In the regular season, Vujacic averaged 5.8 points, 1.7 rebounds, 1.4 assists and 0.96 steals in 16.2 minutes per game while shooting 38.7 percent from the field and 36.3 percent from three. In the playoffs, his minutes dropped to 10.9 minutes per game, and his production to 3.0 points, 1.4 rebounds and 0.5 assists on 31.4 percent from three and 26.4 from the field.
889: Career three-pointers attempted by the Maribor, Slovenia native.
37: Fewer threes made by Vujacic in 2008-09 than in 2007-08, despite his playing in eight more games.
13: Times Vujacic, an always energetic if at times foul-prone defender, led the Lakers in steals last season.
Coach Cleamons: “What we’ve been trying to do with Sasha is when he’s not making his jump shot, to be able to keep himself on the floor by making plays for someone else. That doesn’t mean he has to turn into a total assist guy, but if you miss a couple of shots, continue to play defense and continue to hustle. Let your shot come to you, because we know that the defense will guard you and therefore you will stretch the D and create gaps for your teammates behind you. It’s tough for a young ball player who thinks that his minutes are so heavily tied to his point production, so we’ve tried to give him a comfort zone and level to take the pressure off him and say ‘No, we’re not asking you to take shots that aren’t there or take shots on your own, but just play within the system.’ The guys realize that he is on the floor because he can score the ball.”
All-Star Co-MVP; First Team All-NBA; NBA All-Defensive First Team; NBA Finals MVP. The accolades show what a fantastic season the 2007-08 regular season MVP had, and his mental impact on the Lakers was just as instrumental. Each day in practice and for all 82 regular season and 22 postseason games, Bryant brought a unique desire to win and knowledge of how to do so to his teammates. Winning the title was the only acceptable conclusion to Bryant’s season, and no one was more responsible for turning that from a goal to a reality.
In the regular season, Bryant averaged 26.8 points, 5.2 rebounds and 4.9 assists with 1.46 steals on 46.7 percent from the field, 35.1 percent from three and 85.6 percent from the line in 36.1 minutes per game. In the playoffs, Kobe vaulted his numbers to 30.2 points, 5.3 boards, 5.5 assists, 1.65 steals and 0.91 blocks on 45.7 percent from the field, 34.9 from three and 88.3 from the charity stripe in 40.9 minutes.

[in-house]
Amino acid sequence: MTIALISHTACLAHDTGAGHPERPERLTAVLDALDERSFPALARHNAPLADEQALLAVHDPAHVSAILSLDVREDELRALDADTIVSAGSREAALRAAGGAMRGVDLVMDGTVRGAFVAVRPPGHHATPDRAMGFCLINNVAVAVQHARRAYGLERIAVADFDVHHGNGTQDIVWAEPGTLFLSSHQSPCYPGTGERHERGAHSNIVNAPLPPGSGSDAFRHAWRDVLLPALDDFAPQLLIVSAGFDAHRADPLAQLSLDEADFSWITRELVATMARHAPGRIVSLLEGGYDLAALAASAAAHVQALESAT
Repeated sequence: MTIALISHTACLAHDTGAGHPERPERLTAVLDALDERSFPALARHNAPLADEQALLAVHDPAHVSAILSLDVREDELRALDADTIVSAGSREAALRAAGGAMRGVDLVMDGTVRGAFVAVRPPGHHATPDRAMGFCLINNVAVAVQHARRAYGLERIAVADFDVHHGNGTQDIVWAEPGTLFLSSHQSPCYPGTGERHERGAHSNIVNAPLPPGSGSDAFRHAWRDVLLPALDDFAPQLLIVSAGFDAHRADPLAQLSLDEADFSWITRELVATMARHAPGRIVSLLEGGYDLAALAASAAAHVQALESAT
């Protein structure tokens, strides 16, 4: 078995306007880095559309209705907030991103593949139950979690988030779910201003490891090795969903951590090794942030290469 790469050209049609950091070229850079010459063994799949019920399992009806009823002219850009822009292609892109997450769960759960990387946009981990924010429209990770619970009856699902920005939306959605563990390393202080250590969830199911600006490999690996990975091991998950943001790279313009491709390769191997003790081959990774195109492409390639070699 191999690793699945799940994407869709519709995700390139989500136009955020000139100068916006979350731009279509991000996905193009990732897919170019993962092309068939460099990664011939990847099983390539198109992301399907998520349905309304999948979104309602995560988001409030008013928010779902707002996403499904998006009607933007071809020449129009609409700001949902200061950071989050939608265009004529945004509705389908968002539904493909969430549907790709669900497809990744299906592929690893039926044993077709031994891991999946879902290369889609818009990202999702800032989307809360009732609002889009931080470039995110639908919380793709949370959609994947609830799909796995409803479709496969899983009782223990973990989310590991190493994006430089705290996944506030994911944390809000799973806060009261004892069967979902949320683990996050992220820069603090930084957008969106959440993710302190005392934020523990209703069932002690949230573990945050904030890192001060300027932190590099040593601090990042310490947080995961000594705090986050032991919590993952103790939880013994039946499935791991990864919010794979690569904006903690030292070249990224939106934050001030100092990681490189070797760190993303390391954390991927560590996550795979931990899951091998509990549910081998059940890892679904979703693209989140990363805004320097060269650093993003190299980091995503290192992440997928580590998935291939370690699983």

1,373: Points Bryant needs to become the leading scorer in the history of the Lakers, as well as the 13th greatest scorer in league history. Jerry West holds the franchise mark at 25,192, while Bryant isn’t far behind at 23,820. If Bryant averages 26.8 points per game as he did in 2008-09, it would take him 52 games to surpass West.
61: Points Bryant scored on February 2 in New York City, the highest single-game total in the NBA last season and the fourth-highest of his career (81, 65, 62).
11: Straight seasons in which Bryant has made the All-NBA team (First Team seven times and the last four seasons, Second Team Twice, Third Team twice).
Coach Clemons: “If Kobe can give us the same performance as last year, (great), but sometimes more can be less in terms of point production. Everyone knows what a wonderful scorer he is, but when he sees those double teams and with the players that we can now put around him that can score very well, that will lead to more assists and not (mandate) as many points. Kobe’s minutes may also go down in that case and keep his legs fresher for the playoffs. Now, if you’re talking about who is the best player in the league, I don’t think there’s a question that it’s Kobe. Those people that want to argue for other players, they aren’t looking at basketball skills. If you throw everything into the equation, no matter how you shake it, it still boils down to Kobe being the best player in the league. He has nothing to prove – just go out and lead your team in the way and fashion that you are very capable, and everything will work out fine.”